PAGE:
In this article, Forrest Crist-Ruiz, assistant director of trading research and education at MarketGauge.com, considers what the iShares Transportation Average ETF can indicate about the direction of the market.
The US Federal Open Market Committee minutes, released on Wednesday, stated little to no change.
Rates will stay low until 2023 and the monthly $120bn bond buying programme will stay in place.
The US Federal Reserve has been hesitant to change any fiscal policy as it has been very attentive to the economic recovery.
However, this has worried some investors who believe hefty spending will increase inflation. Currently, the inflation rate is set to rise to around 2% by the end of 2021.
For Jerome Powell, chairman of the Federal Reserve (pictured), this number is acceptable because supporting the economy and maintaining a positive forecast for the unemployment rate is still the focus.
With that said, the overall market reaction was lacklustre, but upon a closer review we do see some signs of stress.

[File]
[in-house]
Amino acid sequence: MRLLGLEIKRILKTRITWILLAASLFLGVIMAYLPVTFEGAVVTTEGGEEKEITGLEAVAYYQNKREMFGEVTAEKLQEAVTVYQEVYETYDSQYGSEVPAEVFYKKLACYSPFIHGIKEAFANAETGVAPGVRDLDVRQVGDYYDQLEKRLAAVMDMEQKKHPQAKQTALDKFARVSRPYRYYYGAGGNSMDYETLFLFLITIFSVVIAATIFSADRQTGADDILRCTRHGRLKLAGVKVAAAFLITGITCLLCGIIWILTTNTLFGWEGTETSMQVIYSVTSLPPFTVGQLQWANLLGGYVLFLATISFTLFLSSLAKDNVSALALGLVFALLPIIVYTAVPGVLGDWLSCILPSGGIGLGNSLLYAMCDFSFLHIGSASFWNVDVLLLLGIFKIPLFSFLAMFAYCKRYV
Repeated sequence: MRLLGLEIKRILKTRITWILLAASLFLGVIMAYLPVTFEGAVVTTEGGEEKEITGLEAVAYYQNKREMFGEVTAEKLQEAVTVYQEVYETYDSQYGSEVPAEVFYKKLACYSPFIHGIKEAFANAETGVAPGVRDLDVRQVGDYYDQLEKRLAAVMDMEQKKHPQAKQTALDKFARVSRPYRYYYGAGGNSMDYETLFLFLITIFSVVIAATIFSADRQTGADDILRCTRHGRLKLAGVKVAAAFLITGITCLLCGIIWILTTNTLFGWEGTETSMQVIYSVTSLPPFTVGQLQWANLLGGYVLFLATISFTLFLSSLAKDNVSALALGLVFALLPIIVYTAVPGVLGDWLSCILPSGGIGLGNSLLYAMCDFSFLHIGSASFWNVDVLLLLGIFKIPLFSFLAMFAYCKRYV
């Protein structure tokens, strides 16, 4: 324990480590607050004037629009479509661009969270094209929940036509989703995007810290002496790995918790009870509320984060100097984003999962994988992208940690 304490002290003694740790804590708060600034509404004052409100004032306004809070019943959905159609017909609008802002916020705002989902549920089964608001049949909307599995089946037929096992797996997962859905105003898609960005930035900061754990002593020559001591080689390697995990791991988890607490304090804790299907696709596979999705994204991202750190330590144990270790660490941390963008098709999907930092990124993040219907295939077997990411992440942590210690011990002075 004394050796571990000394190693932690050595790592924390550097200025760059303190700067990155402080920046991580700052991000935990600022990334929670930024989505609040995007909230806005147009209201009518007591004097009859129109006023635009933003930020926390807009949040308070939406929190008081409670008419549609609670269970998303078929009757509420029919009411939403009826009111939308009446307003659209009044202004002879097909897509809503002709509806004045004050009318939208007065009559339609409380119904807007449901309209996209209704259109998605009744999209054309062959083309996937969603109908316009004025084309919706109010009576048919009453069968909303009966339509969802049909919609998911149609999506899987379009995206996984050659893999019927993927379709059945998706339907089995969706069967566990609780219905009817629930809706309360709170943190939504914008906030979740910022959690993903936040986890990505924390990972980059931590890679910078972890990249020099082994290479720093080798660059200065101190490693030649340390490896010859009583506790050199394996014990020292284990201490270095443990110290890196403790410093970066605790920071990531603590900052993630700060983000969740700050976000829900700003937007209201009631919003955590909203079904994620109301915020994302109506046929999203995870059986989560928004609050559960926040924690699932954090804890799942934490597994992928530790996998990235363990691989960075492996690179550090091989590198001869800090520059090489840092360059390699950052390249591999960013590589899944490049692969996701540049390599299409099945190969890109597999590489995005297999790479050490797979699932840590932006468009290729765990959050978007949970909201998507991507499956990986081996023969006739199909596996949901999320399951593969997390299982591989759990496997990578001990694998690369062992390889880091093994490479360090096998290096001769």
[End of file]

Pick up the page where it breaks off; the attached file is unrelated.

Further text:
The small cap index Russell 2000 (represented by the iShares Russell 200 ETF [IWM]) closed under its 50-day moving average (DMA), which it recently cleared at $221.
The 50-DMA has been the best support for IWM to hold from a technical standpoint. Now, we will wait a second day for confirmation to see what IWM does.
The VanEck Vectors Semiconductor ETF [SMH] has also struggled to clear resistance at $158 along with the iShares Transportation Average [IYT] showing some drifting price action.
Because IYT helps to show the demand side of the economy, this holds great importance as we look for the market to continue upwards.
Today, investors could watch for IYT to show some more decisive price action and for IWM to either confirm a cautionary phase with a second close under its 50-DMA or rally back over that major moving average.
This article was originally published on MarketGauge. With over 100 years of combined market experience, MarketGauge's experts provide strategic information to help you achieve your investing goals.